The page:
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One of the things that makes AAE so noticeably different from SAE is the way that its speakers pronounce words.  Although the words may occur in both dialects, they often do not sound the same.  Here are some reasons why (for a more exhaustive list, please consult John Rickford’s African American Vernacular English, from which this list has been adapted):

  • Word-final consonant clusters (more than one consonant sound immediately following one another), especially those ending in t or d.  Examples: han and des for hand and desk.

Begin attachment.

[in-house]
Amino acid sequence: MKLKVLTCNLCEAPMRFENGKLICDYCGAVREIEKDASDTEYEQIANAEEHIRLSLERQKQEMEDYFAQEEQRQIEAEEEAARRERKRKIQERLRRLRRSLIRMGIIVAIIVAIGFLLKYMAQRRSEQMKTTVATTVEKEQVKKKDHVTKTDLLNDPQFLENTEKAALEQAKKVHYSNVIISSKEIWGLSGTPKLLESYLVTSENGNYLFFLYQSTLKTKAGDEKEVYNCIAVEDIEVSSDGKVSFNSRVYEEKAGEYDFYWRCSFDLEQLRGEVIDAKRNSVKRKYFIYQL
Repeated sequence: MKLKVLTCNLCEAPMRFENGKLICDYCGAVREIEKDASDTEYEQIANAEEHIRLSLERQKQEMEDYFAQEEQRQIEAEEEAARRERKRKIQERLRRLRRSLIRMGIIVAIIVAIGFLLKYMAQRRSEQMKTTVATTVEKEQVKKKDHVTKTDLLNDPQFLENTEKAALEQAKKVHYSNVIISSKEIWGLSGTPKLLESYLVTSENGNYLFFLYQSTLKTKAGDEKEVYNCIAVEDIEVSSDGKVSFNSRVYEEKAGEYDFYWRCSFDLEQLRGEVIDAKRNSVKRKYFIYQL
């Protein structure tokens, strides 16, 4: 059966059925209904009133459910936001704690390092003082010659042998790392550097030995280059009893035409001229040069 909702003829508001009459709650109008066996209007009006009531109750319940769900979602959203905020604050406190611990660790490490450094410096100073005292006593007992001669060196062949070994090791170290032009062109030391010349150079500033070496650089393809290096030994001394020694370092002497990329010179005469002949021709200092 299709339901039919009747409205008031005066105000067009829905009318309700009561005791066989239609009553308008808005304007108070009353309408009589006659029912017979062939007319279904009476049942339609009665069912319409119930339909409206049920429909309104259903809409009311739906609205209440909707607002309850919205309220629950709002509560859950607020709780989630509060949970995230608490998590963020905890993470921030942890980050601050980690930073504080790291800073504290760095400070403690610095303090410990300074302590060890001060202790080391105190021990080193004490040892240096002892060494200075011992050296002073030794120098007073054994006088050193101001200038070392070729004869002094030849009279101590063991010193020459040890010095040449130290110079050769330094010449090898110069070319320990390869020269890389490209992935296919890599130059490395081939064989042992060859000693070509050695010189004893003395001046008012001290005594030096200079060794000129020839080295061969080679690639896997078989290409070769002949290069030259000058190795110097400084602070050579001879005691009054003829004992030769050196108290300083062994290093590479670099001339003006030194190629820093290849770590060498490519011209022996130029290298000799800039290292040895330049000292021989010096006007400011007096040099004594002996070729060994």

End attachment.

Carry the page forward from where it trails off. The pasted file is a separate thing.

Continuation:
• Voiceless th sounds (referred to as “theta” or /θ/ in the International Phonetic Alphabet) are pronounced as t or f.  Example: tin for thin.
  • Voiced th sounds (“thorn” or /ð/ in the IPA) are pronounced as d or v.  Example: den for then.
  • Deletion of l and/or r after a vowel sound.
  • Inversion or adjacent consonants (called “metathesis”).  Examples: aks for ask or waps for wasp.
  • SAE diphthongs ay and oy are pronounced as monophthongs.  Examples: boah for boy and ah for I.
  • Stress on the first syllable of a word, as opposed to the second.  Example:  PO-lice for po-LICE.

As is the case for the grammar rules, these variations will not occur in every utterance of every word, but they are possibilities.

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